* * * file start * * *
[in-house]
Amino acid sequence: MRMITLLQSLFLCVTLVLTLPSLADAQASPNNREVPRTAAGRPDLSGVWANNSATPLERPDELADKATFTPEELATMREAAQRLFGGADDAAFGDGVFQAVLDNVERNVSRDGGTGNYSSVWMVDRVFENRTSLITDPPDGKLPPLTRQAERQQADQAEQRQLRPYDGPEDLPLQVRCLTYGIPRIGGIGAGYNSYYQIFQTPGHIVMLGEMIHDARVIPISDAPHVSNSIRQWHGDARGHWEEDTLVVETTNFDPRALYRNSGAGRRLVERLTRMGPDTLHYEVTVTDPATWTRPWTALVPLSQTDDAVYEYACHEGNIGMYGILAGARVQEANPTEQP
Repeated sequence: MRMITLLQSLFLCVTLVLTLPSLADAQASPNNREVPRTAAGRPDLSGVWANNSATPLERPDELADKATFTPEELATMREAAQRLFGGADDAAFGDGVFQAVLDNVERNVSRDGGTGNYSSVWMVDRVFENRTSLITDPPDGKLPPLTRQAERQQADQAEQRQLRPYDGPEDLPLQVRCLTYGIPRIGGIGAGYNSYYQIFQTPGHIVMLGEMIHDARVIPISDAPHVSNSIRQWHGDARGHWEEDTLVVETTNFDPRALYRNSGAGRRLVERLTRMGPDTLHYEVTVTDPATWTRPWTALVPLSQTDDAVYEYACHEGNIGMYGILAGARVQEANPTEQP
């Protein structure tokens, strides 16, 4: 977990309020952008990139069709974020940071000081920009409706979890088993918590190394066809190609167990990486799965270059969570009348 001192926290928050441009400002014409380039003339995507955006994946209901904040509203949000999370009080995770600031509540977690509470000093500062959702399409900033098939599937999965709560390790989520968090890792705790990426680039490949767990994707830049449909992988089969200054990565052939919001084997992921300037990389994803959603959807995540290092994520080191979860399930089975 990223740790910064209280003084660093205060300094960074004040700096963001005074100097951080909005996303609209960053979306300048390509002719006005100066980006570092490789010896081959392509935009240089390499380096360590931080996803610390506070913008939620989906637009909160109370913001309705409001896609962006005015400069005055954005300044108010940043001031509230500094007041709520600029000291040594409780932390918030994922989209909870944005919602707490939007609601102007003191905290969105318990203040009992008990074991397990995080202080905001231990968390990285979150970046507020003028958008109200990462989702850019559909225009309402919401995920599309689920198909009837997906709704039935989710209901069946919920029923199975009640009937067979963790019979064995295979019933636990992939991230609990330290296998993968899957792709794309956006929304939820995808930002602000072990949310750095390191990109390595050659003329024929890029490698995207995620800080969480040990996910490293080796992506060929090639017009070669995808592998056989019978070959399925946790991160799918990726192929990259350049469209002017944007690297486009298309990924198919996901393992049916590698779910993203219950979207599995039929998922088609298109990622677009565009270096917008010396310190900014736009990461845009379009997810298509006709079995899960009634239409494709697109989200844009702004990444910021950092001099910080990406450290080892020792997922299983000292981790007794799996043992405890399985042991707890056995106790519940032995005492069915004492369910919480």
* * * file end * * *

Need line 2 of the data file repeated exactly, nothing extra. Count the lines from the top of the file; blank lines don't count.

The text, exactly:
Amino acid sequence: MRMITLLQSLFLCVTLVLTLPSLADAQASPNNREVPRTAAGRPDLSGVWANNSATPLERPDELADKATFTPEELATMREAAQRLFGGADDAAFGDGVFQAVLDNVERNVSRDGGTGNYSSVWMVDRVFENRTSLITDPPDGKLPPLTRQAERQQADQAEQRQLRPYDGPEDLPLQVRCLTYGIPRIGGIGAGYNSYYQIFQTPGHIVMLGEMIHDARVIPISDAPHVSNSIRQWHGDARGHWEEDTLVVETTNFDPRALYRNSGAGRRLVERLTRMGPDTLHYEVTVTDPATWTRPWTALVPLSQTDDAVYEYACHEGNIGMYGILAGARVQEANPTEQP